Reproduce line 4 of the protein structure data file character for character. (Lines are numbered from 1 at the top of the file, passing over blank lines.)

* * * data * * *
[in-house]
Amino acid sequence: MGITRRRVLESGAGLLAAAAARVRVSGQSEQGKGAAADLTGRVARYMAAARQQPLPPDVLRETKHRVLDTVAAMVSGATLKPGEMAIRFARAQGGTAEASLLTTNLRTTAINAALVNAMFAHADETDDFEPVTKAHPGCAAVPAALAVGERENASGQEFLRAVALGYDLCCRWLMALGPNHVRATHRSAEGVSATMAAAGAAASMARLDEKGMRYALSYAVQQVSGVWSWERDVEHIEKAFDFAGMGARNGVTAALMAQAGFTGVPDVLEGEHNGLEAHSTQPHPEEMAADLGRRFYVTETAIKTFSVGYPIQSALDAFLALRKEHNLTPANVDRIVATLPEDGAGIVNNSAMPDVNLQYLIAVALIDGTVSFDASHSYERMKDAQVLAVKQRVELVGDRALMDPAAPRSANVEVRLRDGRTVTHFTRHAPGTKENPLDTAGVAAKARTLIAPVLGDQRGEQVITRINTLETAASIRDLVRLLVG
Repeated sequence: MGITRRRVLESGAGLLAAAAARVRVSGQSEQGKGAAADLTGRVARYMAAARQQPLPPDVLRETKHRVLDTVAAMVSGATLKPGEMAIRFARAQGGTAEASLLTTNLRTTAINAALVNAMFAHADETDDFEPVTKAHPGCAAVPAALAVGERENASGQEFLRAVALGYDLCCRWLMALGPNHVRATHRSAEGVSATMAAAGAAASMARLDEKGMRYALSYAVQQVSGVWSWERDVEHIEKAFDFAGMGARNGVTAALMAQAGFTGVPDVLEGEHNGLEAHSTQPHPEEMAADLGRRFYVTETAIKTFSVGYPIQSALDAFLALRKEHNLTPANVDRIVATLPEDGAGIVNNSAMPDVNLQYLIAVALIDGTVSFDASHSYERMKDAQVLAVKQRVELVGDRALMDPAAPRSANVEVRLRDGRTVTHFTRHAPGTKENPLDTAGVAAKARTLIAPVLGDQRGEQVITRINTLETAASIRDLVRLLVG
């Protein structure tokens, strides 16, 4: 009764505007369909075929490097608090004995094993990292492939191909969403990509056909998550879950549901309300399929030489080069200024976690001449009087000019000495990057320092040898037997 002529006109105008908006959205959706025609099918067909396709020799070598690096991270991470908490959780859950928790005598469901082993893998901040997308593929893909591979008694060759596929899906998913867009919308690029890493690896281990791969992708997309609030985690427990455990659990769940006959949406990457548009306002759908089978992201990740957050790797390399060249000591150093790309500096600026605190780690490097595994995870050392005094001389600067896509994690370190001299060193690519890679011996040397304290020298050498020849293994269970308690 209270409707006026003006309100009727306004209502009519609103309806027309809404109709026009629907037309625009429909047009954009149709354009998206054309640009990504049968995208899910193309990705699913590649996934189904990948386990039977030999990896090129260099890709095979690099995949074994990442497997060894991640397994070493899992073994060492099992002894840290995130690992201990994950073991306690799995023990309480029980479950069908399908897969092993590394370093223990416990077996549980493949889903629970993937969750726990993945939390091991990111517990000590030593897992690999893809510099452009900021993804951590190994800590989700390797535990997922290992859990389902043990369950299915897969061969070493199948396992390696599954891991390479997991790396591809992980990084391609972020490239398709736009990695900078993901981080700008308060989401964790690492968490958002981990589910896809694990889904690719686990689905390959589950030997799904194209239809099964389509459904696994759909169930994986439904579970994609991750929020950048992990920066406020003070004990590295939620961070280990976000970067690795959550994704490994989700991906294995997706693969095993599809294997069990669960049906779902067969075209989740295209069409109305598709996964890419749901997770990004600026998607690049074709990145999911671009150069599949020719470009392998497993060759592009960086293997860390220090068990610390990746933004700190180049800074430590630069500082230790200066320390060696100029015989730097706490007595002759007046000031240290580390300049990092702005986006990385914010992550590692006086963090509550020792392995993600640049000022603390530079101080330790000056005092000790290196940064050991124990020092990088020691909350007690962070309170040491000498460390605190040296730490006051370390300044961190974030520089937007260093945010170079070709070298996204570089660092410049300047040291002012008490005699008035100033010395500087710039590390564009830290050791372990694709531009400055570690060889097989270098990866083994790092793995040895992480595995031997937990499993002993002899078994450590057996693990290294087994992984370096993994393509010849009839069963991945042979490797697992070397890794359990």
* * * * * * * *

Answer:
């Protein structure tokens, strides 16, 4: 009764505007369909075929490097608090004995094993990292492939191909969403990509056909998550879950549901309300399929030489080069200024976690001449009087000019000495990057320092040898037997 002529006109105008908006959205959706025609099918067909396709020799070598690096991270991470908490959780859950928790005598469901082993893998901040997308593929893909591979008694060759596929899906998913867009919308690029890493690896281990791969992708997309609030985690427990455990659990769940006959949406990457548009306002759908089978992201990740957050790797390399060249000591150093790309500096600026605190780690490097595994995870050392005094001389600067896509994690370190001299060193690519890679011996040397304290020298050498020849293994269970308690 209270409707006026003006309100009727306004209502009519609103309806027309809404109709026009629907037309625009429909047009954009149709354009998206054309640009990504049968995208899910193309990705699913590649996934189904990948386990039977030999990896090129260099890709095979690099995949074994990442497997060894991640397994070493899992073994060492099992002894840290995130690992201990994950073991306690799995023990309480029980479950069908399908897969092993590394370093223990416990077996549980493949889903629970993937969750726990993945939390091991990111517990000590030593897992690999893809510099452009900021993804951590190994800590989700390797535990997922290992859990389902043990369950299915897969061969070493199948396992390696599954891991390479997991790396591809992980990084391609972020490239398709736009990695900078993901981080700008308060989401964790690492968490958002981990589910896809694990889904690719686990689905390959589950030997799904194209239809099964389509459904696994759909169930994986439904579970994609991750929020950048992990920066406020003070004990590295939620961070280990976000970067690795959550994704490994989700991906294995997706693969095993599809294997069990669960049906779902067969075209989740295209069409109305598709996964890419749901997770990004600026998607690049074709990145999911671009150069599949020719470009392998497993060759592009960086293997860390220090068990610390990746933004700190180049800074430590630069500082230790200066320390060696100029015989730097706490007595002759007046000031240290580390300049990092702005986006990385914010992550590692006086963090509550020792392995993600640049000022603390530079101080330790000056005092000790290196940064050991124990020092990088020691909350007690962070309170040491000498460390605190040296730490006051370390300044961190974030520089937007260093945010170079070709070298996204570089660092410049300047040291002012008490005699008035100033010395500087710039590390564009830290050791372990694709531009400055570690060889097989270098990866083994790092793995040895992480595995031997937990499993002993002899078994450590057996693990290294087994992984370096993994393509010849009839069963991945042979490797697992070397890794359990």